Do tell!! Great storytelling.

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#8: Post by Chert »

Jake_G wrote:Chapter 2: Rapid upgrade-itus
Selling off all those cheap machines...
Maybe you had your own little pyramid scheme of inspiring upgrade-itis in others?

Very entertaining coffee journey.
LMWDP #198

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#9: Post by Jake_G (original poster) »

Chapter 3: You bought WHAT???

It's late 2011. Edit! it's actually late 2012... Things are going well. I graduated, became a dad and got a full time job in June, we closed on our first house in October, and Francis and I have been getting along great. Heidi is fully aligned with taking the proceeds from our espresso machine hop-scotching (and subsequent inducing of full-blown upgrade-itis in not a small handfull of Oregonians) to hunt down a well-kept Silvia/ Rocky pair from someone who has good intentions, but lacks the patience to actually make use of the equipment.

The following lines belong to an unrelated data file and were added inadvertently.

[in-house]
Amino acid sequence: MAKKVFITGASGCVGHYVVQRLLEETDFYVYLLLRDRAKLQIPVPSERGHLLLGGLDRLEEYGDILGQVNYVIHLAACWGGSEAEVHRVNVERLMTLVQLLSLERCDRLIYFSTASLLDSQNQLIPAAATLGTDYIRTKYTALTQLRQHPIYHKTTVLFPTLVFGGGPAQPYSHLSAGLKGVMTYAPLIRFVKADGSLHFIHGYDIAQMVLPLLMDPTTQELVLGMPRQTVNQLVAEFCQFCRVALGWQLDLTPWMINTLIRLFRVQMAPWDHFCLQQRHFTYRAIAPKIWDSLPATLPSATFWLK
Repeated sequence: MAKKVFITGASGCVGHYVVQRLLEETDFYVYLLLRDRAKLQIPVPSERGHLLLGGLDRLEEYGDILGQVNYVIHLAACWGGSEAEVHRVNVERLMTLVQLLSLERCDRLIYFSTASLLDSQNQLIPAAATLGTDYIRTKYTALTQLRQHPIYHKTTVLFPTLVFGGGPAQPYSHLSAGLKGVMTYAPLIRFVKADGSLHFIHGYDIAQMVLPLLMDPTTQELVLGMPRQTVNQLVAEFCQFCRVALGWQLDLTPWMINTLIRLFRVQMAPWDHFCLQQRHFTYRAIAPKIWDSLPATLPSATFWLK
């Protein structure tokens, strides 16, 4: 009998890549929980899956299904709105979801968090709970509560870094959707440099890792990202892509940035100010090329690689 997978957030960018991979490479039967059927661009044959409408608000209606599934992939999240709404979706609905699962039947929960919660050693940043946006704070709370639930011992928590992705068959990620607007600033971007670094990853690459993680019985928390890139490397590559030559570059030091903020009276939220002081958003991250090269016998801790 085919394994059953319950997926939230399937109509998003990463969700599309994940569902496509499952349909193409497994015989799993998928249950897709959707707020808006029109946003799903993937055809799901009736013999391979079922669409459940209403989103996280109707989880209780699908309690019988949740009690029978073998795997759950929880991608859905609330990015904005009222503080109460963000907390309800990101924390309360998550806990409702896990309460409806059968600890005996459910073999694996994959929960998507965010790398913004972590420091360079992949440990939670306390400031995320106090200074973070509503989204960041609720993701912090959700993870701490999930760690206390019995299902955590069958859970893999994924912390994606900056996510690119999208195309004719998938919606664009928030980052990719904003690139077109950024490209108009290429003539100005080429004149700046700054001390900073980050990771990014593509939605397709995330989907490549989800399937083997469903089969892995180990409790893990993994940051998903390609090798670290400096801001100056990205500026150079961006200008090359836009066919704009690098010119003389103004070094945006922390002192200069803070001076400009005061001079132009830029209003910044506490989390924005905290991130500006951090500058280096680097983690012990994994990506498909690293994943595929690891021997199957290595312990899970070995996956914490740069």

Anyone remember using a grinder with a removable grinds hopper? This little headache alone is enough incentive for us to abandon oily roasts pretty early on. The STATIC is just maddening! The doser on the built-in grinder on the Estro is no better at containing the free-radical grounds that come from oily (and stale) beans than the stupid Krups bin. I swear, more coffee grounds end up next to the portafilter than go in. They literally leap out of the basket faster than you can dump them in. As we move to lighter roasts during this time, sugar is nowhere in sight and we settle on a set of 6oz mugs that we still use to this day.

My work has me travelling up to Portland pretty much every other week for a ten week training course spread out over 16 weeks time starting in October of 2011 (its really 2012, I'm stuck in the past...). I am in full Craigslist scouring mode, hunting for the perfect find every time I'm in town. Luckily, a few great deals just barely slip through my fingers. While hunting, I keep coming across this obscure add for a commercial machine that is much cheaper than the others out there. My curiosity is piqued, but I don't think much of it. I need a Silvia, and a Silvia I'll have.